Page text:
Just by observing the trails trail, you can see the structure that takes place over training. Notice how each point doesn't move exactly in the direction of it's trail trail, it is more of an indicator of the gravity of the structure: larger and more trails trail will pull the data in that direction, and uniformly distributed trails trail will not affect the structure at all. This method of visualization can be applied to other outputs, demonstrated by Kahng et al. in GAN Lab. By specifically applying it to the 2D Latent Space in 4, it becomes much easier to see where the points want to move and understand the underlying structure.

Decoder

After the Encoder deconstructs the original input down to the Latent Space, the Decoder reconstructs back up to the original input. Hence the trapezoid for the Decoder design, starting with a smaller base, moving to a larger one. The loss function, adequately named "reconstruction loss," is computed with the original input and the reconstructed input. Now we can backpropagate from the reconstruction loss and optimize! All the pieces are now present to train the autoencoder.

5: Hover over data points in 2D Latent Space or 3D Reconstruction to see mapping from 2D to 3D.

You can see from 5 after training the entire autoencoder, the Decoder is just a learned function that reconstructs from the bottleneck. In the 5, the 3D Reconstruction looks like the 2D Latent Space if we added a dimension.

Conclusion

Autoencoders are not just fixed to 3D data like the previous examples. They can be used on other examples too!

In fact, in addition to being applied to many different shapes and sizes of data, the autoencoder structure can be used to tackle real problems like denoising images, removing imperfections or watermarks from images, learning complex or emergent structures in data, and many more .

To give one final example, if we wanted to visualize the structure of the MNIST digits dataset that consists of 28 by 28 handwritten digits (0-9), we could use an autoencoder!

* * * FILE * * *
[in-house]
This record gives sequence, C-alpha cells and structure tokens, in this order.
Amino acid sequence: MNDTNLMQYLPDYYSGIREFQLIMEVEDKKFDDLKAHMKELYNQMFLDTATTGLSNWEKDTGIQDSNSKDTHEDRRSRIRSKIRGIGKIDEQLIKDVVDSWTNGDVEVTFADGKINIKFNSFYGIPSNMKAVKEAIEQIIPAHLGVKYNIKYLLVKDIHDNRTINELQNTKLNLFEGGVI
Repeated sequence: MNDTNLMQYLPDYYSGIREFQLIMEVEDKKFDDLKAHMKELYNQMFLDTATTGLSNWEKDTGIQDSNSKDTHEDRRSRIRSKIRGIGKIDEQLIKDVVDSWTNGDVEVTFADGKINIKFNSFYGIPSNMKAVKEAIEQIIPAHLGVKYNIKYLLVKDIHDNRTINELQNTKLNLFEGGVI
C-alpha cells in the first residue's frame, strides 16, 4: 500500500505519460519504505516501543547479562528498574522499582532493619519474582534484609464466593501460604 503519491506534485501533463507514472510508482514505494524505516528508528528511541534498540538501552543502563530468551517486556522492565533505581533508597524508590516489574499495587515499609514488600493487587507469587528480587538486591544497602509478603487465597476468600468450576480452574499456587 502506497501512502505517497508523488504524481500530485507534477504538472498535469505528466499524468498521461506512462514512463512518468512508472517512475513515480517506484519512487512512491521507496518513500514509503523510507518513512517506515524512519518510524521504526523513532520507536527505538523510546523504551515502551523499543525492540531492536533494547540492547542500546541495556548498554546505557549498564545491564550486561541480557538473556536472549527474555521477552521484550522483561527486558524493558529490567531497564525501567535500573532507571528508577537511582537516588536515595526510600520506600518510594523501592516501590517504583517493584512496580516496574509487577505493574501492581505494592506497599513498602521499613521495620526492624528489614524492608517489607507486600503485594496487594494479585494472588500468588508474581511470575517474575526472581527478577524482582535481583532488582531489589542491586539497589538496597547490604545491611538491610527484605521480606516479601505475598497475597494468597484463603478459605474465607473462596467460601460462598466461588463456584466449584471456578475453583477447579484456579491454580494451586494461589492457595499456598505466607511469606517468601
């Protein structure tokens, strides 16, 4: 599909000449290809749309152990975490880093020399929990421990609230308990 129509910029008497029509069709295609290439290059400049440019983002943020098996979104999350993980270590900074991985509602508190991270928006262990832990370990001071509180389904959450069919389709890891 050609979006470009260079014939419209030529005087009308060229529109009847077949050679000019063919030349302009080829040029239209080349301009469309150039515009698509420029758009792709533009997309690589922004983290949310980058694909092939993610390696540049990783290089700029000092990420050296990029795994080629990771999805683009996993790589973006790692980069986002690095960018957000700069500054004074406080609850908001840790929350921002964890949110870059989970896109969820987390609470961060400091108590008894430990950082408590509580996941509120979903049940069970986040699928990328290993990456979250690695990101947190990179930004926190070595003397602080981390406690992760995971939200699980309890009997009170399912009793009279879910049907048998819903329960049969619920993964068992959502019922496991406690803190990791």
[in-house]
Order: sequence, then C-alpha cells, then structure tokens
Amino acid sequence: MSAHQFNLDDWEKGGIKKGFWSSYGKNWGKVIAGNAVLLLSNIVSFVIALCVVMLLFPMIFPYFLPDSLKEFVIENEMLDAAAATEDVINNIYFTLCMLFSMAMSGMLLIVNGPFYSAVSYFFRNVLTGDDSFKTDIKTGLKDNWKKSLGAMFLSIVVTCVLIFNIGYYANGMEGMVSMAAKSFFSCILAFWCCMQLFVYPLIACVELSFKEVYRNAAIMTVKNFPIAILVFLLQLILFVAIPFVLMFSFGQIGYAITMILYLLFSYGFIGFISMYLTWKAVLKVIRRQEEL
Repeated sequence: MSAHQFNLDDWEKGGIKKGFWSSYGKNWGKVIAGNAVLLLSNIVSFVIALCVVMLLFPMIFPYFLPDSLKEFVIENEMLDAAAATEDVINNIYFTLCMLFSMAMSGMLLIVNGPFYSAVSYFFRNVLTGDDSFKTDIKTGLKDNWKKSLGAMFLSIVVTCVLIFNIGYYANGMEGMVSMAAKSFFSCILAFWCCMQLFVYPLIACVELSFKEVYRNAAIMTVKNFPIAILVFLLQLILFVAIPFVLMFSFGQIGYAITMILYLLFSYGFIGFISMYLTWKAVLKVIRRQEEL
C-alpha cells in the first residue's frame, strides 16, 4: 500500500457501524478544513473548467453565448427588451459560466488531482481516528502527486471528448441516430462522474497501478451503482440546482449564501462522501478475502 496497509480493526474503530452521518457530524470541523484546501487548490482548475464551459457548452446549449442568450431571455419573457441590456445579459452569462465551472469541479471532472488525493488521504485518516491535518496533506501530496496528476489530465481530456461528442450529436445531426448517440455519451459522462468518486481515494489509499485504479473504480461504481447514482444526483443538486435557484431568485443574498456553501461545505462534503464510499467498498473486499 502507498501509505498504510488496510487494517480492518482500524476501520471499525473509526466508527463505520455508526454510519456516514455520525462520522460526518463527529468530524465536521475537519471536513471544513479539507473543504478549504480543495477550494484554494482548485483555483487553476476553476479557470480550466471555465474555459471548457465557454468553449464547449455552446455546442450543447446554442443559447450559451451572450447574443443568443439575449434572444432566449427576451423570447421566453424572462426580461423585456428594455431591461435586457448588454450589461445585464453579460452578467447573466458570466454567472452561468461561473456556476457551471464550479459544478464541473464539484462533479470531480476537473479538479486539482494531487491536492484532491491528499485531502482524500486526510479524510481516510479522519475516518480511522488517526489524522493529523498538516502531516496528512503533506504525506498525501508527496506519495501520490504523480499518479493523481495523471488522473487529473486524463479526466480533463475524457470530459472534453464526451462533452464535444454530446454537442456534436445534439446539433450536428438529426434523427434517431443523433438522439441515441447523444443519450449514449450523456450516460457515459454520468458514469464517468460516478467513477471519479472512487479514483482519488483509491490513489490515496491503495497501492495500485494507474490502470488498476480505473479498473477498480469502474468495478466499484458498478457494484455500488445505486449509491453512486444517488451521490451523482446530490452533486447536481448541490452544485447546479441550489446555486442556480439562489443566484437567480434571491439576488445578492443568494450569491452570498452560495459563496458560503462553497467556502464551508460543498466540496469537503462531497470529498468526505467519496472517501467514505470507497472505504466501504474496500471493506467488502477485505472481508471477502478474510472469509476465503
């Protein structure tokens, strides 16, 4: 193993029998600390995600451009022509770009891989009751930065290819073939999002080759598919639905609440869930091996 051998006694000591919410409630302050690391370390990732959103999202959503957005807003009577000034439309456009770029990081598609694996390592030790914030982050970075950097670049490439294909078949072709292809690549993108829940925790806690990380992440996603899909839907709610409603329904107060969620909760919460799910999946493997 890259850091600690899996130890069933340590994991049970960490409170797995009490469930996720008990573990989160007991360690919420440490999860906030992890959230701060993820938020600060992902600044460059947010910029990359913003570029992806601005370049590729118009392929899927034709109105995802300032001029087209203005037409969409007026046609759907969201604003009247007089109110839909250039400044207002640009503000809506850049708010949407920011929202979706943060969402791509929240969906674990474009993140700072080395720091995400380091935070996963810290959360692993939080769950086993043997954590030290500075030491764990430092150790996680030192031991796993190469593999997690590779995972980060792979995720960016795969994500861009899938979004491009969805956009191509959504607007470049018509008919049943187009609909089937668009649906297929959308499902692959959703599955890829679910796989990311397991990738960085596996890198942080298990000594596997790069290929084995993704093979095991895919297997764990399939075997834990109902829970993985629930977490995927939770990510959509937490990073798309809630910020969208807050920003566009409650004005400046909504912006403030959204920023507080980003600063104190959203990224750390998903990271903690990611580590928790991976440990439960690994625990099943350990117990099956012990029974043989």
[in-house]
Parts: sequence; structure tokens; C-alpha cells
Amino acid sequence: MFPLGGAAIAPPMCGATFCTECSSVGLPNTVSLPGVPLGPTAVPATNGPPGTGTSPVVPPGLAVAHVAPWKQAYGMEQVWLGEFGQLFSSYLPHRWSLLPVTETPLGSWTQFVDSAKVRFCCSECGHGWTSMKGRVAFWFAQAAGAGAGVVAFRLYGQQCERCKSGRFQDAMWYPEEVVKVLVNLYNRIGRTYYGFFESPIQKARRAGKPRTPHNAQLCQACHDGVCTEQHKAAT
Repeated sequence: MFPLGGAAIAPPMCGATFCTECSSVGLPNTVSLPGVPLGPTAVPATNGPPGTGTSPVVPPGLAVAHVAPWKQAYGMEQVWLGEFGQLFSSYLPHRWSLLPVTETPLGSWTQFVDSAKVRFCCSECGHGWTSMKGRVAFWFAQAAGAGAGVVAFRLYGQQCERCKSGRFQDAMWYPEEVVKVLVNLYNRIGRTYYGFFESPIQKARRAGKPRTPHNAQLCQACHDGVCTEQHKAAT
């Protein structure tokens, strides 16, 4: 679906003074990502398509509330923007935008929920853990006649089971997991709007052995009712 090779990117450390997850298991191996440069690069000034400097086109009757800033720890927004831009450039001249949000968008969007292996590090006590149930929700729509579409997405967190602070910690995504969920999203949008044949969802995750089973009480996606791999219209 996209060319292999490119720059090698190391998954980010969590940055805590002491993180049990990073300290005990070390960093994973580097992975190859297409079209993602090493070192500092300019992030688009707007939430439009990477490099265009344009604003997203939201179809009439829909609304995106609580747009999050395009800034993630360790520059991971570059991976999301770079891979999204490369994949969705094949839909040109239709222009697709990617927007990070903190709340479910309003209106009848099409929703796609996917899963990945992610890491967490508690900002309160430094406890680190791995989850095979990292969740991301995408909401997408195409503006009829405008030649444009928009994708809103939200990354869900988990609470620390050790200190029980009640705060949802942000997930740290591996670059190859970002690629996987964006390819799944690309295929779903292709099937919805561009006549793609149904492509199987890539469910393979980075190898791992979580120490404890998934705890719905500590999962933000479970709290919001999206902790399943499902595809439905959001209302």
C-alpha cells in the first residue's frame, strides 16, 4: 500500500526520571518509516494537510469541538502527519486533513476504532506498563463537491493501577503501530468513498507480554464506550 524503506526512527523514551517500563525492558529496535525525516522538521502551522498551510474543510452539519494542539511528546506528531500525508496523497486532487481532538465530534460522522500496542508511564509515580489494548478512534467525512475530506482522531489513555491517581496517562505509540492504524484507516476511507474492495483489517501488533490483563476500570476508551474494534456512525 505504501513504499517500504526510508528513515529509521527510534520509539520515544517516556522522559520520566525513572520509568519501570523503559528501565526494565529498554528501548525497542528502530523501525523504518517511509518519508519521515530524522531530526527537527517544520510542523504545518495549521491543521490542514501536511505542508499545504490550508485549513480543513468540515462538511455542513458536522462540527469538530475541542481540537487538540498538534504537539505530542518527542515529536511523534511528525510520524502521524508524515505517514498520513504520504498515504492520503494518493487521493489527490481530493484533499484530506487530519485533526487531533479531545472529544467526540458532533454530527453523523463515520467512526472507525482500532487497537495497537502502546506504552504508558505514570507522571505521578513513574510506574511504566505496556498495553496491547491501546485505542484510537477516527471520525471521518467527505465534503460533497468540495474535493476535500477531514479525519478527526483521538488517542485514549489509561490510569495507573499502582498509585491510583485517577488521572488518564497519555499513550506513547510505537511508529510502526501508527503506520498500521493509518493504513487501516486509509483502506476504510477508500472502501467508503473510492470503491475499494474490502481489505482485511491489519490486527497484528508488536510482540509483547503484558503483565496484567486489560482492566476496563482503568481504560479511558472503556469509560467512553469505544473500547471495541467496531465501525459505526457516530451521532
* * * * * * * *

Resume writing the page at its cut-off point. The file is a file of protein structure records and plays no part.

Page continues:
6: Hover over 2D Latent Space to see Reconstruction of a digit.

In 6. after training the autoencoder with a 2D bottleneck, we can see clusters form in the Latent Space! Also notice the similarity between the digits! See how the 9s are seen mixed in with the 7s and 4s in the Latent Space.

Acknowledgments

The outcome was heavily influenced and inspired by the amazing works of GAN Lab and Understanding UMAP . Visualizing 3D data reduced down to 2D , the model view, the layered distributions, and the gradient lines/trails were key ideas used in the main autoencoder visualization.

The article was styled with the Distill HTML Template.

Understanding UMAP, Communicating with Interactive Articles, and GAN Lab were used for a css styling reference for the article and controls.

Libraries used: Plotting and visualization done in Svelte, with help of d3.js and ScatterGL. Autoencoder created and trained with Tensorflow JS.

Who created this?

Donald "Donny" R. Bertucci implemented all of the visualizations and wrote the article. Donny is an undergraduate student at Oregon State University and a member of the Data Interaction and Visualization (DIV) Lab .